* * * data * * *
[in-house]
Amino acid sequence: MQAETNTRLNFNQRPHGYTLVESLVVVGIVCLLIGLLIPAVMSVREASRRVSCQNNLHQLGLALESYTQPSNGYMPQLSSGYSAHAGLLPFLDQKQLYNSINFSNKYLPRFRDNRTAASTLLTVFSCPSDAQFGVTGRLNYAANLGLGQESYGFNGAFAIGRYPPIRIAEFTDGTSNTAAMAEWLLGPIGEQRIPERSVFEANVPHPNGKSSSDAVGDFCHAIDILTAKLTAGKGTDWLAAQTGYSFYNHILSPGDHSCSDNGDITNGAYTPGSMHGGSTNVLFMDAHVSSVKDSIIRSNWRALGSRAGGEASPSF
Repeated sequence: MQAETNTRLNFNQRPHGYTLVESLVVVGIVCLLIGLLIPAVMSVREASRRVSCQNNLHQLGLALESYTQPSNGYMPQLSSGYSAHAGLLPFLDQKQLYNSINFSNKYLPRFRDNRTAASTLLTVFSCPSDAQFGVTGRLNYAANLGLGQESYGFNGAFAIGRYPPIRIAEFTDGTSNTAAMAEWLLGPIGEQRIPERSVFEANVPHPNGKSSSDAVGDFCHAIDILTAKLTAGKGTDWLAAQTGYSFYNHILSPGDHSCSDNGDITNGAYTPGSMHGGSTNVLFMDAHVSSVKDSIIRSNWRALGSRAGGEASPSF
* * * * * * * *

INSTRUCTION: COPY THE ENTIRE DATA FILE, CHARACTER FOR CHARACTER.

[in-house]
Amino acid sequence: MQAETNTRLNFNQRPHGYTLVESLVVVGIVCLLIGLLIPAVMSVREASRRVSCQNNLHQLGLALESYTQPSNGYMPQLSSGYSAHAGLLPFLDQKQLYNSINFSNKYLPRFRDNRTAASTLLTVFSCPSDAQFGVTGRLNYAANLGLGQESYGFNGAFAIGRYPPIRIAEFTDGTSNTAAMAEWLLGPIGEQRIPERSVFEANVPHPNGKSSSDAVGDFCHAIDILTAKLTAGKGTDWLAAQTGYSFYNHILSPGDHSCSDNGDITNGAYTPGSMHGGSTNVLFMDAHVSSVKDSIIRSNWRALGSRAGGEASPSF
Repeated sequence: MQAETNTRLNFNQRPHGYTLVESLVVVGIVCLLIGLLIPAVMSVREASRRVSCQNNLHQLGLALESYTQPSNGYMPQLSSGYSAHAGLLPFLDQKQLYNSINFSNKYLPRFRDNRTAASTLLTVFSCPSDAQFGVTGRLNYAANLGLGQESYGFNGAFAIGRYPPIRIAEFTDGTSNTAAMAEWLLGPIGEQRIPERSVFEANVPHPNGKSSSDAVGDFCHAIDILTAKLTAGKGTDWLAAQTGYSFYNHILSPGDHSCSDNGDITNGAYTPGSMHGGSTNVLFMDAHVSSVKDSIIRSNWRALGSRAGGEASPSF